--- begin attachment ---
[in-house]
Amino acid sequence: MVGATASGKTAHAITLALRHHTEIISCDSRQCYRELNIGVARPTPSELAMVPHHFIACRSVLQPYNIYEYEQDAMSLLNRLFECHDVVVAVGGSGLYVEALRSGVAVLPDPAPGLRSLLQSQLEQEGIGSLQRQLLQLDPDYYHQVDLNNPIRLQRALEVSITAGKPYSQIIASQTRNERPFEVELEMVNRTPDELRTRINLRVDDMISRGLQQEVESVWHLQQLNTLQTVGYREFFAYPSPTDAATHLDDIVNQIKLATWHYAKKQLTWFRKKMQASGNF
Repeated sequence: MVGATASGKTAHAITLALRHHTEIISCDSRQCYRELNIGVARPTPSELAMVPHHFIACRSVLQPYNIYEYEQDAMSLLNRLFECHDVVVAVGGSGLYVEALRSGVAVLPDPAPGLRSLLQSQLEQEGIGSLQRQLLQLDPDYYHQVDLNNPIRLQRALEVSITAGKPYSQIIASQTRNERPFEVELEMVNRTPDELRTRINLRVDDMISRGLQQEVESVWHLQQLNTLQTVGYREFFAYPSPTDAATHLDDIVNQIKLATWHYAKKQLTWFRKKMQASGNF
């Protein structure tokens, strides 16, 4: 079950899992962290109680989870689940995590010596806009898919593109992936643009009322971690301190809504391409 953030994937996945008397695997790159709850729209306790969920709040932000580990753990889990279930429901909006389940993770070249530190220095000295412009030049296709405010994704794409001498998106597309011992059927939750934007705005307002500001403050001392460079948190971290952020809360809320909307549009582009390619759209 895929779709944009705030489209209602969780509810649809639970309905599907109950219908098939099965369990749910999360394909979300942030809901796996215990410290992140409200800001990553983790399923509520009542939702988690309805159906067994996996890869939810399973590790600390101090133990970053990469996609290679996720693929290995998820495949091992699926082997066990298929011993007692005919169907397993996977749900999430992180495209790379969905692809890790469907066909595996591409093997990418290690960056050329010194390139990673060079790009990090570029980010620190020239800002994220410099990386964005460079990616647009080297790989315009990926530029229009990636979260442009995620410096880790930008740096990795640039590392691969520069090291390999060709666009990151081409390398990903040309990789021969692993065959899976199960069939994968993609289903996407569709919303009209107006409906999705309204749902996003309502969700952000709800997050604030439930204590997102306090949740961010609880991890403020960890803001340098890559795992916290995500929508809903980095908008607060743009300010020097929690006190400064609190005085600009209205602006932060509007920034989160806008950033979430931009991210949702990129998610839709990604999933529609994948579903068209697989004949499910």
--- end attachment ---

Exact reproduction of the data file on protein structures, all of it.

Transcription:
[in-house]
Amino acid sequence: MVGATASGKTAHAITLALRHHTEIISCDSRQCYRELNIGVARPTPSELAMVPHHFIACRSVLQPYNIYEYEQDAMSLLNRLFECHDVVVAVGGSGLYVEALRSGVAVLPDPAPGLRSLLQSQLEQEGIGSLQRQLLQLDPDYYHQVDLNNPIRLQRALEVSITAGKPYSQIIASQTRNERPFEVELEMVNRTPDELRTRINLRVDDMISRGLQQEVESVWHLQQLNTLQTVGYREFFAYPSPTDAATHLDDIVNQIKLATWHYAKKQLTWFRKKMQASGNF
Repeated sequence: MVGATASGKTAHAITLALRHHTEIISCDSRQCYRELNIGVARPTPSELAMVPHHFIACRSVLQPYNIYEYEQDAMSLLNRLFECHDVVVAVGGSGLYVEALRSGVAVLPDPAPGLRSLLQSQLEQEGIGSLQRQLLQLDPDYYHQVDLNNPIRLQRALEVSITAGKPYSQIIASQTRNERPFEVELEMVNRTPDELRTRINLRVDDMISRGLQQEVESVWHLQQLNTLQTVGYREFFAYPSPTDAATHLDDIVNQIKLATWHYAKKQLTWFRKKMQASGNF
């Protein structure tokens, strides 16, 4: 079950899992962290109680989870689940995590010596806009898919593109992936643009009322971690301190809504391409 953030994937996945008397695997790159709850729209306790969920709040932000580990753990889990279930429901909006389940993770070249530190220095000295412009030049296709405010994704794409001498998106597309011992059927939750934007705005307002500001403050001392460079948190971290952020809360809320909307549009582009390619759209 895929779709944009705030489209209602969780509810649809639970309905599907109950219908098939099965369990749910999360394909979300942030809901796996215990410290992140409200800001990553983790399923509520009542939702988690309805159906067994996996890869939810399973590790600390101090133990970053990469996609290679996720693929290995998820495949091992699926082997066990298929011993007692005919169907397993996977749900999430992180495209790379969905692809890790469907066909595996591409093997990418290690960056050329010194390139990673060079790009990090570029980010620190020239800002994220410099990386964005460079990616647009080297790989315009990926530029229009990636979260442009995620410096880790930008740096990795640039590392691969520069090291390999060709666009990151081409390398990903040309990789021969692993065959899976199960069939994968993609289903996407569709919303009209107006409906999705309204749902996003309502969700952000709800997050604030439930204590997102306090949740961010609880991890403020960890803001340098890559795992916290995500929508809903980095908008607060743009300010020097929690006190400064609190005085600009209205602006932060509007920034989160806008950033979430931009991210949702990129998610839709990604999933529609994948579903068209697989004949499910």